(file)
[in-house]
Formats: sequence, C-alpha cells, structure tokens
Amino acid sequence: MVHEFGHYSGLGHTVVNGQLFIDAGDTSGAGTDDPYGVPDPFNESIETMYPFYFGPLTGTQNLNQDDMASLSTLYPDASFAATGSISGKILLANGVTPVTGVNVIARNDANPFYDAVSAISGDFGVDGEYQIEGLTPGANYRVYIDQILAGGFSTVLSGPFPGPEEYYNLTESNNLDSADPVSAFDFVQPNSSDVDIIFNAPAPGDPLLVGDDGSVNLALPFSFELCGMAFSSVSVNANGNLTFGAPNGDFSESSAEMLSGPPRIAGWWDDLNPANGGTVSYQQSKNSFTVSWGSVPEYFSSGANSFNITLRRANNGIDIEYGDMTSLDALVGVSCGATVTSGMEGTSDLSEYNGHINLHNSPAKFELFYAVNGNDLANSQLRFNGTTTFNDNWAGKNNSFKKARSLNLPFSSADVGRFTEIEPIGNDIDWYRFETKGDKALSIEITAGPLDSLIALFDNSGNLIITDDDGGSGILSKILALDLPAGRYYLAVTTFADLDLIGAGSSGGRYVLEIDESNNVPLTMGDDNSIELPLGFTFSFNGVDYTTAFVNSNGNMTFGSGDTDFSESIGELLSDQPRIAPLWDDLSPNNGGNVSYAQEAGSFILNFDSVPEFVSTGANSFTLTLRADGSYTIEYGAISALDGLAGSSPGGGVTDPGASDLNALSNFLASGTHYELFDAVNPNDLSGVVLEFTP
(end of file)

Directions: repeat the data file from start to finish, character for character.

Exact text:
[in-house]
Formats: sequence, C-alpha cells, structure tokens
Amino acid sequence: MVHEFGHYSGLGHTVVNGQLFIDAGDTSGAGTDDPYGVPDPFNESIETMYPFYFGPLTGTQNLNQDDMASLSTLYPDASFAATGSISGKILLANGVTPVTGVNVIARNDANPFYDAVSAISGDFGVDGEYQIEGLTPGANYRVYIDQILAGGFSTVLSGPFPGPEEYYNLTESNNLDSADPVSAFDFVQPNSSDVDIIFNAPAPGDPLLVGDDGSVNLALPFSFELCGMAFSSVSVNANGNLTFGAPNGDFSESSAEMLSGPPRIAGWWDDLNPANGGTVSYQQSKNSFTVSWGSVPEYFSSGANSFNITLRRANNGIDIEYGDMTSLDALVGVSCGATVTSGMEGTSDLSEYNGHINLHNSPAKFELFYAVNGNDLANSQLRFNGTTTFNDNWAGKNNSFKKARSLNLPFSSADVGRFTEIEPIGNDIDWYRFETKGDKALSIEITAGPLDSLIALFDNSGNLIITDDDGGSGILSKILALDLPAGRYYLAVTTFADLDLIGAGSSGGRYVLEIDESNNVPLTMGDDNSIELPLGFTFSFNGVDYTTAFVNSNGNMTFGSGDTDFSESIGELLSDQPRIAPLWDDLSPNNGGNVSYAQEAGSFILNFDSVPEFVSTGANSFTLTLRADGSYTIEYGAISALDGLAGSSPGGGVTDPGASDLNALSNFLASGTHYELFDAVNPNDLSGVVLEFTP